Posted by: kcullen75 | March 1, 2013

Pat Derby

In 2011 I was fortunate enough to spend a week at the PAWS sanctuary in California. It was the first time I met the founders Pat Derby and Ed Stewart. In spite of their workload each day as well as Pat’s ongoing illness, they were incredibly generous to me with their time and energy. I was immediately struck by their honesty and openness, and also by their genuine love and affection for all the animals in their care and as much so, for each other. It was a joy to watch and came with no ego or agenda attached. I was endeared to them even more by their insistence that what they ran was a prison for prisoners (as they saw the captive wild animals in their care) despite the fact that they had built what to me was the first sanctuary I had come across that was deserving of it’s name. I may live to regret not taking Pat’s offer to come and work for them, but I will always feel blessed for having the short time I had to get to know them both. 

Reading Ed’s tribute to his partner this morning really brought that home, and if you haven’t read it yet I would like to share it with you below.


It has been almost two weeks since I lost my partner of 37 years-and-one-day, Pat Derby. Our anniversary was Valentine’s Day. I’ve been keeping myself busy, spending some time alone, and doing needed, but mindless, jobs around the Sanctuary. The entire time I’ve spent thinking about what to say to PAWS’ friends and supporters about the incredible Pat Derby. I told our staff I would write a short piece about Pat for our next e-alert.


Pat lived for animals. She never wavered. She never slowed. She never stopped. 

Obviously, she made her mark on the world – there have been lengthy stories about her life in the New York Times, the Washington PostDetroit Free PressLos Angeles Times, and almost every other major news outlet across the country and many from around the world.


Ed, Pat and Christopher

I met Pat in February, 1976, at the Cleveland Auto Show. She had the contract with Lincoln Mercury to do live appearances with “Christopher” the cougar at major shows around the country, a plum job for an animal trainer. My brother was the Lincoln-Mercury merchandising manager in Cleveland and he asked me if I wanted to work part-time at the show, mostly to make sure the models (female) were on time. That sounded good to a single, 24-year-old, so I agreed. He then told me about the woman from California with fiery red hair, who performed with the live cougar. The word around the car company was that she could be “a real pain in the neck.” She was very demanding in regard to the cat’s needs: she wanted carpeting in his room, air-conditioning, 24-hour security, etc. My brother wasn’t kidding. Pat wanted the best for her animals. 

It turned out that I was far more interested in the red head with the cougar than the female models. That March I moved to California, and a series of events over the next several years, put us on the path to creating PAWS.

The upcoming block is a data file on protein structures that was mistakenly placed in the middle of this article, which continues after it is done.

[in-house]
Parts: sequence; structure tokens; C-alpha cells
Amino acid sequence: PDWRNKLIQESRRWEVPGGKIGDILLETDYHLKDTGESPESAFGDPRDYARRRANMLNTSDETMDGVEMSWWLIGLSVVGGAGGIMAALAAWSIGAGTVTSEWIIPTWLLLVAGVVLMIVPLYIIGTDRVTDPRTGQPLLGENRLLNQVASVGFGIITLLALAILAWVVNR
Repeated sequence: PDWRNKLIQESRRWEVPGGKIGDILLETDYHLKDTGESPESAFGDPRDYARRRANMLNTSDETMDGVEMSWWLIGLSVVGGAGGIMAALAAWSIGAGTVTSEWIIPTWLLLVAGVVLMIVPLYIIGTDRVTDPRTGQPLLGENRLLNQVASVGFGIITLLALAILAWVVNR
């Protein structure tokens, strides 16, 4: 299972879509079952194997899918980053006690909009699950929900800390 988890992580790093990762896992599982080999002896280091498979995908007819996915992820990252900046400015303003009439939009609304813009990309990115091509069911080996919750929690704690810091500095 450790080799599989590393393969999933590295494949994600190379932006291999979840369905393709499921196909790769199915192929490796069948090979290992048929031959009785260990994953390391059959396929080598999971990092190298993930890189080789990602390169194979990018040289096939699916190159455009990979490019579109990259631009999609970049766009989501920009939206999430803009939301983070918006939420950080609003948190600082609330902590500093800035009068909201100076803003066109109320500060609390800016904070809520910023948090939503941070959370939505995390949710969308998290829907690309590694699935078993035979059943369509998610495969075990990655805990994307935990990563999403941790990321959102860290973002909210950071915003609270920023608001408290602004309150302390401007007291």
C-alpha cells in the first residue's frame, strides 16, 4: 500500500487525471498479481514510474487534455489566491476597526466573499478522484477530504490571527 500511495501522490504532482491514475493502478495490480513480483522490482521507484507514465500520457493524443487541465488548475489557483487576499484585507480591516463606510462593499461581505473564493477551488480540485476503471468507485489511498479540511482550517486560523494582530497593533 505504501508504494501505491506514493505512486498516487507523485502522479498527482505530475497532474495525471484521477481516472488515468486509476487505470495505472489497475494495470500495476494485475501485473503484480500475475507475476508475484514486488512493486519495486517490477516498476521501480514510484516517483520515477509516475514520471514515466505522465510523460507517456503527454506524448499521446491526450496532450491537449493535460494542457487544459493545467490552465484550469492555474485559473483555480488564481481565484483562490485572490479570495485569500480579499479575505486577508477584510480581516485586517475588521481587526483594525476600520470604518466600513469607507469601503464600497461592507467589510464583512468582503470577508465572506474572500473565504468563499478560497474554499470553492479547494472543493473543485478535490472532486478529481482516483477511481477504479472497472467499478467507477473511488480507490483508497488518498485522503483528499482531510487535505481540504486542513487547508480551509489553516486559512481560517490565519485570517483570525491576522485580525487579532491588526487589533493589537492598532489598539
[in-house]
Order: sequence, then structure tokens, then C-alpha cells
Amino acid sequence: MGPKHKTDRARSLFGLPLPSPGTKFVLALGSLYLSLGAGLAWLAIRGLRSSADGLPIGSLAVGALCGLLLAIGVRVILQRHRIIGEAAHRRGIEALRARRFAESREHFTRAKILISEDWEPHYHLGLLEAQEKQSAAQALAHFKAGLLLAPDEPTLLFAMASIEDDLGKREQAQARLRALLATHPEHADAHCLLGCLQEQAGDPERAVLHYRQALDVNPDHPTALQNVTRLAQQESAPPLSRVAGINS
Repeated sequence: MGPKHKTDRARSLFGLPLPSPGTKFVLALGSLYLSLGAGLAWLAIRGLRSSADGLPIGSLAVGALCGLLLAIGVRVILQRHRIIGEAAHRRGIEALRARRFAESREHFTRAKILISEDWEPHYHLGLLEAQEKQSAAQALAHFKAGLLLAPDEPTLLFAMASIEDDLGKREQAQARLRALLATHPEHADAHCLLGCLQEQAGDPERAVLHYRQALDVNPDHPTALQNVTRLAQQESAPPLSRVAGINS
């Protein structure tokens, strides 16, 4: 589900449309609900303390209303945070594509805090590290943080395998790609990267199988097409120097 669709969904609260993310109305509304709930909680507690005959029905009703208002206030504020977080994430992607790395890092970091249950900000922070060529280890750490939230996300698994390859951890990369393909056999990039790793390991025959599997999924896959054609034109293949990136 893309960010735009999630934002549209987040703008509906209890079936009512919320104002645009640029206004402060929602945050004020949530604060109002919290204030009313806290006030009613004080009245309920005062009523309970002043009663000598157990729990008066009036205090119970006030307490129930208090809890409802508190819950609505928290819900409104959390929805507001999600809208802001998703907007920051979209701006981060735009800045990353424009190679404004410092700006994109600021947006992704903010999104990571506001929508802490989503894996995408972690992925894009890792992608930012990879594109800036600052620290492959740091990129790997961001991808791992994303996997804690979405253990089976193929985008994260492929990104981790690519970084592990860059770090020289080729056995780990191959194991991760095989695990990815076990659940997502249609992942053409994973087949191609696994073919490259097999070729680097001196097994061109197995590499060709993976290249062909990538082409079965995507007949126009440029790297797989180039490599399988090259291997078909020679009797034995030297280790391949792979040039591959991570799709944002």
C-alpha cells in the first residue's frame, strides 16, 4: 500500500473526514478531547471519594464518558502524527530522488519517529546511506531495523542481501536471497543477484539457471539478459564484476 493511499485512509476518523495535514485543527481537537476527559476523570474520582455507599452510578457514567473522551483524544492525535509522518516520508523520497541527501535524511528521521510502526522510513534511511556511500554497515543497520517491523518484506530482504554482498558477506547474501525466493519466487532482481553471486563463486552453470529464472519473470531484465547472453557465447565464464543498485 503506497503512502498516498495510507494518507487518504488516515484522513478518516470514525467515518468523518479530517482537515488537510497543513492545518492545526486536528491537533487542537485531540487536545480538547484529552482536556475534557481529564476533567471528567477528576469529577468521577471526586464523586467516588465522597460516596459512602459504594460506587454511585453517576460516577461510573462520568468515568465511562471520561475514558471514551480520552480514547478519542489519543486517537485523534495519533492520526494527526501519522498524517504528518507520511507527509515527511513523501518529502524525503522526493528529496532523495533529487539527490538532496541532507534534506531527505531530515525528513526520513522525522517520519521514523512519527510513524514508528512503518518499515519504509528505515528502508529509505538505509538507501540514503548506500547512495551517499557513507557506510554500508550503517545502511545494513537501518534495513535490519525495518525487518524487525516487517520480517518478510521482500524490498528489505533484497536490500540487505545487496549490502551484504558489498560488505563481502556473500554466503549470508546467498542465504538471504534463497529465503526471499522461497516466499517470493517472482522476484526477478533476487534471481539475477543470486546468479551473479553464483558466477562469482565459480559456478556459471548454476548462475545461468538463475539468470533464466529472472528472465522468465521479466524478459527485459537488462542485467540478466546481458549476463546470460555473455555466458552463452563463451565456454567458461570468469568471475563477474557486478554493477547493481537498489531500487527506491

Pat’s book, “The Lady and Her Tiger”, written with Peter Beagle, was released later in 1976. It chronicled her time as an animal trainer in Hollywood, and documented behind-the-scenes abuse on film sets, and at animal company compounds. She never regarded the book as an exposé. She merely noted what she saw, and described her frustration with the “animal business” – a term Pat despised. 

As she said in her book,

Pat was born in love with all elephants.

 Needless to say, Pat was instantly a “persona non grata” in the commercial animal world, and that was fine with her. Her critics said she was never a good trainer, anyway. That, too, was fine with her. Ironically, years later, in a book by the producer of the television shows “Flipper” and “Daktari”, Pat was mentioned as “the best female trainer I ever had.”

We slowed, then stopped any commercial work with animals in the early 1980s. We hated everything about it. All of Pat’s animals were retired, including Christopher, and we were now working to support them. Things were quiet. 

In 1983, a young animal trainer who had read Pat’s book, arrived on our doorstep and told of horror stories going on in Hollywood, much like the ones Pat had seen a decade before. Pat was back in action. We went to Sacramento, met a young Assemblyman named Sam Farr (now Congressman Farr), and the fight was on. The result was AB 1620, landmark legislation for captive animals in California. 

Pat wouldn’t back down from a war. She fought the biggest and richest circus, the most successful Las Vegas animal acts, the Hollywood movie industry and one of the strongest lobbies in Washington – and she won. Pat never had a staff of attorneys, or a big public relations department, or even a personal assistant. There was never enough money with which to battle; it was like fighting gladiators with a pocket knife. . . but Pat was never afraid, because she was right.

Pat with baby elephant 71

In 1984, Pat and I started PAWS to fill a void. There was (and still is) a disclaimer used at the end of movie credits that said something to the effect of “no animals were harmed in the making of this movie.” That message meant little in 1984, and it means little now. There was no oversight of training compounds, or training methods for wild animals used in movies. PAWS soon joined the “Coalition to Protect Animals in Entertainment” to investigate cruelty allegations in Hollywood. 

An abuse case involving a tiger, lion and orangutan at a movie training facility resulted in the death of one of the animals. PAWS, and Pat’s good friend, Sue Pressman, investigated the case and the exhibitor lost his USDA license and paid a fine of $15,000. The quote from the humane organization’s president, which was supposed to protect movie animals said, “What you do in your backyard, really is not my business.” Pat Derby made it her business for the next 28 years. 

Pat’s first mission was to educate animal rights/welfare organizations about the reality of captive wild animals’ lives. There was no “anti-circus” movement when PAWS started, no one knew much about “surplus animals” from zoo breeding programs. Circuses beat and whipped elephants and nobody knew what to do. The public thought working animals were always well cared for and happy. Now, almost every animal organization in the world has an anti-circus campaign. That was Pat’s intent.